Every Christmas in the yard of a house not far from us stands a manger scene.
The Christ Child rocks gently in his small white wooden manger, his halo glowing from the spotlight.
Instead of Mary and Joseph gazing at their holy infant, or even angels surrounding the yard with praise, an unlikely figure stands next to the makeshift cradle.
Santa Claus kneels before the baby Jesus.
I confess the first year I saw Santa genuflecting before Jesus, I laughed.
It seemed (at the time) such a forced reconciliation of a cultural (secular?) tradition (Santa) with the spiritual significance of Christmas (the birth of Jesus). I kept this attitude, laughing all the way, for several years.
A 2013 poll by Pew Research suggests I wasn’t alone with my attitude toward Santa.
Only 28 percent of the Protestants polled included pretend visits from Santa in their Christmas Eve celebrations, even though 75 percent had grown up with the Santa tradition.
The poll also showed that the younger the age of parents, the less likely they were to include Santa in holiday celebrations.
In other words, Santa seems to be falling out of favor with Christians.
But should we leave Santa out of Christmas? I am not so sure anymore.
First, I think as Christians we have to understand that we created the celebration of Christmas.
I am not arguing that Christians created the birth of Christ. Of course I believe that Jesus was born, fully God and fully human, to the Virgin Mary. But was he born on Dec. 25?
The truth is we don’t know when Jesus was born.
Gerry Bowler, in his 2016 Oxford book, “Christmas in the Crosshairs,” (recently reviewed by my colleague Thomas S. Kidd), underscores that Dec. 25 was a choice made by the early church.
It was a reasonable choice that probably had nothing to do with paganism. It was also a controversial choice, as many preferred the date of Jan. 6 and some even argued that Christians shouldn’t commemorate birthdays at all (even the birthday of Jesus).
By the 6th century, Dec. 25 as the liturgical celebration (Mass) of the birth of Christ (Christ-mas) was a choice that had been firmly made by the Christian community and entrenched in the Christian calendar.
Second, when we understand Christmas as an intentionally created celebration, we are more tolerant of cultural changes and accretions.
For example, sermons in medieval England emphasized a Christmas tradition that Jesus was born at midnight.
Why? To medieval Christians, midnight represented the darkest time (literally) and the time of greatest peace (everyone was sleeping).
Hence, Jesus was born at midnight to show he was the “prince of peace” (came at the time when the world was most at rest) and to emphasize Jesus as the light of the world: “Christ was born at midnight and turned the darkness of night into daylight” and thus brought light to all trapped in the darkness of sin.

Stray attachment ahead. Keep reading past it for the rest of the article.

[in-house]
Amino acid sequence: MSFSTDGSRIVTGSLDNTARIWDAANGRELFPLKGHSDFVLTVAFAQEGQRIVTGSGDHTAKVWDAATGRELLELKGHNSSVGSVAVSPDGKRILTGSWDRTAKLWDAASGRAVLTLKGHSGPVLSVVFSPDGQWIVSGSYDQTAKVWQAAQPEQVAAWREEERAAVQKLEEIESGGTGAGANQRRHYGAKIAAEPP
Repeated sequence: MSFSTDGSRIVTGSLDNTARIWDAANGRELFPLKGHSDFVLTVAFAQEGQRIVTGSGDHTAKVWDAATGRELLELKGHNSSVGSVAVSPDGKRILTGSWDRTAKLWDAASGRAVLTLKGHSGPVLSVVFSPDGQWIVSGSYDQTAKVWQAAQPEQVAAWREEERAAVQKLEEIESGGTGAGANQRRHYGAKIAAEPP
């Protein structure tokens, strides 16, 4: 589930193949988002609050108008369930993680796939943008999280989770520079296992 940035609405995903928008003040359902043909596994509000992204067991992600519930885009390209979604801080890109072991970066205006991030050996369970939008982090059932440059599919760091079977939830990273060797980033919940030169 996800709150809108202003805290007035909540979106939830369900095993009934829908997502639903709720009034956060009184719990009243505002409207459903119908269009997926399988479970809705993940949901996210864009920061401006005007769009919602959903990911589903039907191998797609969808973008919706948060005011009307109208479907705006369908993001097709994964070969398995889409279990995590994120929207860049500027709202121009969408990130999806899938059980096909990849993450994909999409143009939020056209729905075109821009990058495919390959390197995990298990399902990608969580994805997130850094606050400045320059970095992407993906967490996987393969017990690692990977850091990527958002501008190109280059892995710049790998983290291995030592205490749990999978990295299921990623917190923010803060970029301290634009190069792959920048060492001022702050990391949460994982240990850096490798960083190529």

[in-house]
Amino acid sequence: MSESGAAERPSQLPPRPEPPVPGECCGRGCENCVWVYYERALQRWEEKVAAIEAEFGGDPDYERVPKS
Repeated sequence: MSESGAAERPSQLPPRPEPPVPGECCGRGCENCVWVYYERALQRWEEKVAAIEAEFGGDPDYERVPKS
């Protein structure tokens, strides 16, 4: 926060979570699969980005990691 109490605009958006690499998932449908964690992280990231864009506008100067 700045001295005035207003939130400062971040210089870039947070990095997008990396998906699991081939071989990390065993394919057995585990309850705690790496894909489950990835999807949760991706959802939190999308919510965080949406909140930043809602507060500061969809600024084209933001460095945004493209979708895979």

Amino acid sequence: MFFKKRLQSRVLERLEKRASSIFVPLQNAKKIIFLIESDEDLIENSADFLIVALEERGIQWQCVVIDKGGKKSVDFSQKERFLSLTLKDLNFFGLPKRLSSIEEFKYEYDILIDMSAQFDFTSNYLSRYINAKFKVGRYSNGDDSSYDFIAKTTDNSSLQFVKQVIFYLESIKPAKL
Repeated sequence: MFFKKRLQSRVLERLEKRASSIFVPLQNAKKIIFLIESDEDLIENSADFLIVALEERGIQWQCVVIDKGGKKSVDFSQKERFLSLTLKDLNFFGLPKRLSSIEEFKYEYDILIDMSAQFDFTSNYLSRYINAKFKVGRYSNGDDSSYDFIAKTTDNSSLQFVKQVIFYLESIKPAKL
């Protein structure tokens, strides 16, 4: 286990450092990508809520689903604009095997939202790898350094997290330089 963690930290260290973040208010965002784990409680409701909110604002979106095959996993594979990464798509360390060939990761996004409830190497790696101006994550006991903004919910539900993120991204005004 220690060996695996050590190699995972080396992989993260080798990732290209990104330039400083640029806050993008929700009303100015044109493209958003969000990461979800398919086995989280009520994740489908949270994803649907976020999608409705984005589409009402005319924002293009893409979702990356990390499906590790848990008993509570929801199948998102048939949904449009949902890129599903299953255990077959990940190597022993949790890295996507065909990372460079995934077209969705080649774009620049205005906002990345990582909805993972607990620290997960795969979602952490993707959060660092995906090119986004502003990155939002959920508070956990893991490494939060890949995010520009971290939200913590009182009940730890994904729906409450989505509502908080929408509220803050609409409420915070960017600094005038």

That brings me to Santa as a cultural accretion to Christmas.
Bowler, in his book, “Santa Claus: A Biography,” has traced the evolution of Santa from the 4th century Turkish saint to the jolly round elf with flying reindeer.
Santa today is often controversial, especially for Christians. Santa is seen as deflecting from Jesus, as putting emphasis on material gifts and commercialism rather than on the celebration of our Savior’s birth.
Bowler includes a great quote from a modern Santa critic: “Santa can be called the ‘Grinch’ who stole genuine Christmas traditions and replaced them with the goofy, giddy and glitzy.”
To my medieval ears, however, I can’t help but think that our modern problem with Santa is that we have forgotten what he really represents.
In the world of medieval England, St. Nicholas was not celebrated at Christmas; he was celebrated before Christmas on Dec. 6. His story emphasized a man who gave his riches to help those in need, especially children.
A 14th-century Middle English sermon explains that “Saint Nicholas is highly praised” because of his “great compassion.”
It then tells the most famous story about St. Nicholas: a father desperate to save his family from poverty decided to send his young daughters into prostitution.
“When Nicholas heard of this, he had great compassion on them; and one night, he secretly cast gold in a bag through a window into the father’s chamber,” the sermon explains. “In the morning when the man found the gold, he was so glad and with the gold he (arranged) the marriage of his eldest daughter.”
St. Nicholas continued his nightly visits, secretly giving bags of gold two more times to enable the marriage of all three daughters.
Hence was born the medieval Santa: a benevolent gift-giver who, because of his great compassion and love of God, helped those in need, especially the young.
Indeed, just as medieval sermons emphasized Jesus as bringing goodwill to the world, St. Nicholas was emphasized as bringing goodwill to families.
It seems rather ironic to me that this man of “great compassion” whose love of God empowered him to give his riches to those in need is now seen as a competitor to Christ, as a symbol of materialism and greed.
In a world growing increasingly cynical about Christianity, it seems that rather than banning Santa from our Christmas traditions, perhaps we would do better by bringing back the spirit of medieval Santa: compassionate giving motivated by the love of Christ.
Beth Allison Barr is associate professor of history at Baylor University and a resident scholar at Baylor’s Institute for Studies of Religion. A longer version of this article first appeared on The Anxious Bench, where she blogs regularly. It is used with permission. You can follow her on Twitter @bethallisonbarr.
Beth Allison Barr is an associate dean in the Baylor Graduate School, an associate professor of history at Baylor University and a resident scholar at Baylor’s Institute for Studies of Religion.